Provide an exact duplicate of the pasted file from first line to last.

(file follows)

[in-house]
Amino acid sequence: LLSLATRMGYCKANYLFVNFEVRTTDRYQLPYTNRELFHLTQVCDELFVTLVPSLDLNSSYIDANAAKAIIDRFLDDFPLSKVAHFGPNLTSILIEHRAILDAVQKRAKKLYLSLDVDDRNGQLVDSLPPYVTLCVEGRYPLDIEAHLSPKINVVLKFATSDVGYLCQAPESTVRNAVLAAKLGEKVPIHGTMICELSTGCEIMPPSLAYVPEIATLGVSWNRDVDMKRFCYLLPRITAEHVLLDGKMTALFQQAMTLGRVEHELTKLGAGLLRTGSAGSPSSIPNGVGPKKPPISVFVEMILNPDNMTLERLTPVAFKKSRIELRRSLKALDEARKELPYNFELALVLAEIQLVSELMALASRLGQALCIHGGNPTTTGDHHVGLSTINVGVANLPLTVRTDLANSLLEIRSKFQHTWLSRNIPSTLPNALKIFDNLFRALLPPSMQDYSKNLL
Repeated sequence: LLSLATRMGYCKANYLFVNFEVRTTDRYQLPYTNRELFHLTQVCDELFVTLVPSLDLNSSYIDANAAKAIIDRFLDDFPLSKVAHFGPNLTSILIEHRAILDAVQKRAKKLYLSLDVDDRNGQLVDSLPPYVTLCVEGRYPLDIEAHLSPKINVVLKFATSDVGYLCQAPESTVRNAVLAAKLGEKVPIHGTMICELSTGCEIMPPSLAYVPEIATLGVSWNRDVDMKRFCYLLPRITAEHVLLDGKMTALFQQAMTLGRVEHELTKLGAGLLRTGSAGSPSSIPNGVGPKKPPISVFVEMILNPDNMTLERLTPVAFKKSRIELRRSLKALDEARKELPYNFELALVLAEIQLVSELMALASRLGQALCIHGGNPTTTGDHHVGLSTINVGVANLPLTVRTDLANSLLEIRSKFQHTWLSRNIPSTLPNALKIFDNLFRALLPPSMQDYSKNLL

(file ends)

[in-house]
Amino acid sequence: LLSLATRMGYCKANYLFVNFEVRTTDRYQLPYTNRELFHLTQVCDELFVTLVPSLDLNSSYIDANAAKAIIDRFLDDFPLSKVAHFGPNLTSILIEHRAILDAVQKRAKKLYLSLDVDDRNGQLVDSLPPYVTLCVEGRYPLDIEAHLSPKINVVLKFATSDVGYLCQAPESTVRNAVLAAKLGEKVPIHGTMICELSTGCEIMPPSLAYVPEIATLGVSWNRDVDMKRFCYLLPRITAEHVLLDGKMTALFQQAMTLGRVEHELTKLGAGLLRTGSAGSPSSIPNGVGPKKPPISVFVEMILNPDNMTLERLTPVAFKKSRIELRRSLKALDEARKELPYNFELALVLAEIQLVSELMALASRLGQALCIHGGNPTTTGDHHVGLSTINVGVANLPLTVRTDLANSLLEIRSKFQHTWLSRNIPSTLPNALKIFDNLFRALLPPSMQDYSKNLL
Repeated sequence: LLSLATRMGYCKANYLFVNFEVRTTDRYQLPYTNRELFHLTQVCDELFVTLVPSLDLNSSYIDANAAKAIIDRFLDDFPLSKVAHFGPNLTSILIEHRAILDAVQKRAKKLYLSLDVDDRNGQLVDSLPPYVTLCVEGRYPLDIEAHLSPKINVVLKFATSDVGYLCQAPESTVRNAVLAAKLGEKVPIHGTMICELSTGCEIMPPSLAYVPEIATLGVSWNRDVDMKRFCYLLPRITAEHVLLDGKMTALFQQAMTLGRVEHELTKLGAGLLRTGSAGSPSSIPNGVGPKKPPISVFVEMILNPDNMTLERLTPVAFKKSRIELRRSLKALDEARKELPYNFELALVLAEIQLVSELMALASRLGQALCIHGGNPTTTGDHHVGLSTINVGVANLPLTVRTDLANSLLEIRSKFQHTWLSRNIPSTLPNALKIFDNLFRALLPPSMQDYSKNLL